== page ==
And speaking of hallucinating Arkansas: the Catholic bishop of Arkansas, Anthony Taylor, has issued a statement attacking "same-sex marriage" (his quotation marks, certainly not mine) in Arkansas, after Judge Chris Piazza's ruling opened the door to marriage equality last week. He issued it Monday, the day on which Steve and I married. The statement is on the diocesan website, and is so embarrassing to read that I hesitate to give it any prominence here.
It rehearses very predictable (and very tired) arguments against marriage equality, like the claim that marriage is about procreation and must be restricted to procreative couples. But isn't it strange that Bishop Taylor has never, to my knowledge, issued a public statement attacking non-procreative heterosexual "marriage" in Arkansas, and threatening to use his episcopal power to bully the state Supreme Court into knocking down a judicial ruling that permits infertile heterosexual couples to marry?
Bishop Taylor's statement informs the public that he is going to write an amicus curiae brief to set the state Supreme Court straight about "the flawed reasoning and conclusions in civil law contained in Judge Piazza's ruling."
And then there's the new theology of the body argument that marriage is about genitals. It's about men and women and complementary genitals. And no other twain shall meet, since no other twain is possible to imagine.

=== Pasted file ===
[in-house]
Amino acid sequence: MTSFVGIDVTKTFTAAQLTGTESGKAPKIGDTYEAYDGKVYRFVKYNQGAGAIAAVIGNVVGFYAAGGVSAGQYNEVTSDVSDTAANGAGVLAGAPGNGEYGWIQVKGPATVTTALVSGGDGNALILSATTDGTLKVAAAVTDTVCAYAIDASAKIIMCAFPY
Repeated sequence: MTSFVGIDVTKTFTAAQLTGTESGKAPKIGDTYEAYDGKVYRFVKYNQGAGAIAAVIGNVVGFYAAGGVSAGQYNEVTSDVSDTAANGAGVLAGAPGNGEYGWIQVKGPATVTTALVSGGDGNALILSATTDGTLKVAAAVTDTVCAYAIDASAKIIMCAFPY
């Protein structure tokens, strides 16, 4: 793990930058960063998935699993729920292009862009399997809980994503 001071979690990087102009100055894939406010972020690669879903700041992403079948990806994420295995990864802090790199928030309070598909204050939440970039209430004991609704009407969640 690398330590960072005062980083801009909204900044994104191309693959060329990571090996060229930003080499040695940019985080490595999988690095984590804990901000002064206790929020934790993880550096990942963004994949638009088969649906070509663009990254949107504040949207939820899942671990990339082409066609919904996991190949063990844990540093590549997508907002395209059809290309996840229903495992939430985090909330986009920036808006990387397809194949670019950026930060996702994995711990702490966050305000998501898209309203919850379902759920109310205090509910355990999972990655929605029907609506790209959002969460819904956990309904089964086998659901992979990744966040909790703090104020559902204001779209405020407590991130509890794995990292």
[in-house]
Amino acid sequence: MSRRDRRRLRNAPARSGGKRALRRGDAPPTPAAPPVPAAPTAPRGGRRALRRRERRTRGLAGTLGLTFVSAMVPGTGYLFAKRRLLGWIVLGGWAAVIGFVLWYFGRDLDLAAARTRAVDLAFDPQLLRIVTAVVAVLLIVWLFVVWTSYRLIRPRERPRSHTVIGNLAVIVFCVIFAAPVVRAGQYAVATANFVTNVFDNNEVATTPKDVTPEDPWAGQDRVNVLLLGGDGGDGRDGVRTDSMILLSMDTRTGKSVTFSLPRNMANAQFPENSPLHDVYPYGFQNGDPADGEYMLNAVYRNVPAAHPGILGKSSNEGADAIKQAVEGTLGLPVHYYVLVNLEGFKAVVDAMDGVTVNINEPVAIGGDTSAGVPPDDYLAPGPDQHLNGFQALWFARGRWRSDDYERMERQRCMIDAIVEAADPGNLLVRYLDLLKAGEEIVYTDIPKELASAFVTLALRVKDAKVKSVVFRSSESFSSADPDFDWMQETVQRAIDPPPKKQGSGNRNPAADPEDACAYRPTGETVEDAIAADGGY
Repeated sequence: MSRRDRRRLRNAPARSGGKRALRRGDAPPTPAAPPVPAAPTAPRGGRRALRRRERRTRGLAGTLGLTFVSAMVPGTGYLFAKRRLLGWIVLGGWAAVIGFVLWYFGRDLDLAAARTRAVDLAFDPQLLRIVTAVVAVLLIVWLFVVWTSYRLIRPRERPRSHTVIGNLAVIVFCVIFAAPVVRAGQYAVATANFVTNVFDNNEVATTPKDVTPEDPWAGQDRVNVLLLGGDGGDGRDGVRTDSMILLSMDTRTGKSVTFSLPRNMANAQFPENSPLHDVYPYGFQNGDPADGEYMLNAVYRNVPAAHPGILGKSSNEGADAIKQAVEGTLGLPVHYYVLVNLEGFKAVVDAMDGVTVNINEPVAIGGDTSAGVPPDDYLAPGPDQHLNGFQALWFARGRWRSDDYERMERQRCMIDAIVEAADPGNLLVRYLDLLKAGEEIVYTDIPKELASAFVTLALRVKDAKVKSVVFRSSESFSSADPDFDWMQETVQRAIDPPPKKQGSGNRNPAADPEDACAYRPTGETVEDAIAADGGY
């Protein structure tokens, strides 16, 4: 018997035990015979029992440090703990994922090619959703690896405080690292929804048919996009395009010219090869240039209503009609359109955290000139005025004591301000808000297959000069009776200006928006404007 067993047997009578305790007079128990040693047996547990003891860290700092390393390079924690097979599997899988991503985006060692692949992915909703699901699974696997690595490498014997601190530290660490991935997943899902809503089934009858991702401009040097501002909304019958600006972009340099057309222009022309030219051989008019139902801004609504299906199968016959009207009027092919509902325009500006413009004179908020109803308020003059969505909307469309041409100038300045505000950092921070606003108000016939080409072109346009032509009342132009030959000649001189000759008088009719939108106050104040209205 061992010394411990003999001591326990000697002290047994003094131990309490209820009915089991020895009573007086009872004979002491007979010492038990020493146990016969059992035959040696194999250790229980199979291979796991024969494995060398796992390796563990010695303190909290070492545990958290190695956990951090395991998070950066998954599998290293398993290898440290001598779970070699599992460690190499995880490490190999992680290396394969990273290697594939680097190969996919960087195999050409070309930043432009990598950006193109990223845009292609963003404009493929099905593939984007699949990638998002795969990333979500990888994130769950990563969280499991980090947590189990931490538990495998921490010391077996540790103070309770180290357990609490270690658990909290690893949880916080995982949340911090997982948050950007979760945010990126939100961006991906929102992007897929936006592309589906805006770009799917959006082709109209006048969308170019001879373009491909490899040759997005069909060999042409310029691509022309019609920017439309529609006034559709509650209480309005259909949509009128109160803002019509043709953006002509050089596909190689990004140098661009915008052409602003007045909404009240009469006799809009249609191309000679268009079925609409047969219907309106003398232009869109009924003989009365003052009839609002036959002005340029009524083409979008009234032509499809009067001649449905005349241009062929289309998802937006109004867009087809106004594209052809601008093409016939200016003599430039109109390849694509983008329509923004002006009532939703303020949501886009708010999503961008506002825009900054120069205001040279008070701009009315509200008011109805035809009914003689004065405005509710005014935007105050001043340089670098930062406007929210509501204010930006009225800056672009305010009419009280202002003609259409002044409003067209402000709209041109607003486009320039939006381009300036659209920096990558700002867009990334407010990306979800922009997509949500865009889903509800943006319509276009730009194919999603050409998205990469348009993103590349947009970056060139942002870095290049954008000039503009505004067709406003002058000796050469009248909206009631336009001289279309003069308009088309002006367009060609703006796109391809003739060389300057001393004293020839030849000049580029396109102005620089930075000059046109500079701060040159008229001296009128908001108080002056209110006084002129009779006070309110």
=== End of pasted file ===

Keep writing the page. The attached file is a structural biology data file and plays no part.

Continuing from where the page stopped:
Perhaps most embarrassing of all is the fact that, though Pope Francis himself can say "gay," the statement never utters the word "gay" except in its scare-quotes title. After that, it's homosexual this and homosexual that, and all about how Bishop Taylor and the pastoral leaders of the Catholic church deplore discrimination against homosexuals.
But they can't and won't have "marriage" of homosexuals. Because genitals. And procreation.
And you know what? I've looked for anything Bishop Taylor has ever said — anywhere — to decry the lack of any legal protections for gay citizens of Arkansas, who may by the laws of our state be refused jobs or fired at will by employers who object to their sexual orientation, or denied housing due to the beliefs of landlords, or refused the right to visit their partner in the hospital.
And I can't find a single instance in which my bishop has said anything at all about any of these matters.
So isn't it curious that he says, in his current statement about "same-sex marriage" for "homosexuals," that "the Church" has consistently deplored the marginalization of homosexuals and the denial of rights to homosexuals?
And isn't it strange that a church so welcoming and so loving to homosexuals did not (and would not) open its doors to Steve and me to marry on Monday, but that we were married, instead, by the pastor of a loving, welcoming, African-American Baptist church that had told us several years ago that it would be very happy to provide a church celebration for our marriage, and would be a supportive and affirming church community for us once we had married?
The graphic is from a report of the Public Religion Research Institute which found this past February that the American public perceives the Catholic community as the religious community most unwelcoming to gay people of all religious communities.